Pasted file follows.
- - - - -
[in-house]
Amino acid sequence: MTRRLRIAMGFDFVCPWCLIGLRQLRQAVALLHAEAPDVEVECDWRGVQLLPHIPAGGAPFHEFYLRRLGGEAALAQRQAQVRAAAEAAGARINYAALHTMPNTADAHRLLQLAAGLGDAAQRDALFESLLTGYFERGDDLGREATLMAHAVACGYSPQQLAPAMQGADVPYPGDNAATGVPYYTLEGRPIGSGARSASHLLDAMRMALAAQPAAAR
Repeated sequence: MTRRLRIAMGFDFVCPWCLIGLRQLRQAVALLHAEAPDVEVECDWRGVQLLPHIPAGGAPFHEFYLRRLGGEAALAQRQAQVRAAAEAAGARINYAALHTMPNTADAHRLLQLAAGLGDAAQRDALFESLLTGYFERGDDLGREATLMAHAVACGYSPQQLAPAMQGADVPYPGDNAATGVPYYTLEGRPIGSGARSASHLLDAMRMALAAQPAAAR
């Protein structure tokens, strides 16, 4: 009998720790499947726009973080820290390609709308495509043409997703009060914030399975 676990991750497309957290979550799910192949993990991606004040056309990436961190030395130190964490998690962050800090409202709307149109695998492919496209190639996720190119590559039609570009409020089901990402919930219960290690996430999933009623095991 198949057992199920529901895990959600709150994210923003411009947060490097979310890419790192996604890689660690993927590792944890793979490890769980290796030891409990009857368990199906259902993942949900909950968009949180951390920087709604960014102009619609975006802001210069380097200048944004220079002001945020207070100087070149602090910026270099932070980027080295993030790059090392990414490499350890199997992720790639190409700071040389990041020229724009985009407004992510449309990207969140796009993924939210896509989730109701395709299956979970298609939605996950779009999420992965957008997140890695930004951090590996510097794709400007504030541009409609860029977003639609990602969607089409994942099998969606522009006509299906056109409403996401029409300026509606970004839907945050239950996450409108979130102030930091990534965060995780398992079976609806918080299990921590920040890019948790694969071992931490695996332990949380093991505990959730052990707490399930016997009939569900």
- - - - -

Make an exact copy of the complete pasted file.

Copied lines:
[in-house]
Amino acid sequence: MTRRLRIAMGFDFVCPWCLIGLRQLRQAVALLHAEAPDVEVECDWRGVQLLPHIPAGGAPFHEFYLRRLGGEAALAQRQAQVRAAAEAAGARINYAALHTMPNTADAHRLLQLAAGLGDAAQRDALFESLLTGYFERGDDLGREATLMAHAVACGYSPQQLAPAMQGADVPYPGDNAATGVPYYTLEGRPIGSGARSASHLLDAMRMALAAQPAAAR
Repeated sequence: MTRRLRIAMGFDFVCPWCLIGLRQLRQAVALLHAEAPDVEVECDWRGVQLLPHIPAGGAPFHEFYLRRLGGEAALAQRQAQVRAAAEAAGARINYAALHTMPNTADAHRLLQLAAGLGDAAQRDALFESLLTGYFERGDDLGREATLMAHAVACGYSPQQLAPAMQGADVPYPGDNAATGVPYYTLEGRPIGSGARSASHLLDAMRMALAAQPAAAR
């Protein structure tokens, strides 16, 4: 009998720790499947726009973080820290390609709308495509043409997703009060914030399975 676990991750497309957290979550799910192949993990991606004040056309990436961190030395130190964490998690962050800090409202709307149109695998492919496209190639996720190119590559039609570009409020089901990402919930219960290690996430999933009623095991 198949057992199920529901895990959600709150994210923003411009947060490097979310890419790192996604890689660690993927590792944890793979490890769980290796030891409990009857368990199906259902993942949900909950968009949180951390920087709604960014102009619609975006802001210069380097200048944004220079002001945020207070100087070149602090910026270099932070980027080295993030790059090392990414490499350890199997992720790639190409700071040389990041020229724009985009407004992510449309990207969140796009993924939210896509989730109701395709299956979970298609939605996950779009999420992965957008997140890695930004951090590996510097794709400007504030541009409609860029977003639609990602969607089409994942099998969606522009006509299906056109409403996401029409300026509606970004839907945050239950996450409108979130102030930091990534965060995780398992079976609806918080299990921590920040890019948790694969071992931490695996332990949380093991505990959730052990707490399930016997009939569900």